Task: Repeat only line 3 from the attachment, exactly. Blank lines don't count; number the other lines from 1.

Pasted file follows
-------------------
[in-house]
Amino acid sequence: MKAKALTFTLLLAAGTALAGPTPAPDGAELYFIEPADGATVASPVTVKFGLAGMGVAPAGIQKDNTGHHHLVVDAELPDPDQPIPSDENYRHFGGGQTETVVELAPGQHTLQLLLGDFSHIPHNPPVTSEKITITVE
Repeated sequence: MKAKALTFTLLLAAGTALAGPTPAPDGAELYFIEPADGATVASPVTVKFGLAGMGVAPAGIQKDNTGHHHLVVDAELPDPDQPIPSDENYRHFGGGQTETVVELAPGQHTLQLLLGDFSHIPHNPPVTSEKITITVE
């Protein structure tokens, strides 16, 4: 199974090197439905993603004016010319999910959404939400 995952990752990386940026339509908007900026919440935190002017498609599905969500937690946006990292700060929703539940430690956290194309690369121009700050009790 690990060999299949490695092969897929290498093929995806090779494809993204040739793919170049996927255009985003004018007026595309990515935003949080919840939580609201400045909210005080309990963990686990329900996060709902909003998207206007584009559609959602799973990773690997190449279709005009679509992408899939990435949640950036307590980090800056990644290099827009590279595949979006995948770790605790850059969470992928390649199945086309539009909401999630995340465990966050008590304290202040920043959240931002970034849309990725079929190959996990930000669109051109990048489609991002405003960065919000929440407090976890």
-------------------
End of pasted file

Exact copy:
Repeated sequence: MKAKALTFTLLLAAGTALAGPTPAPDGAELYFIEPADGATVASPVTVKFGLAGMGVAPAGIQKDNTGHHHLVVDAELPDPDQPIPSDENYRHFGGGQTETVVELAPGQHTLQLLLGDFSHIPHNPPVTSEKITITVE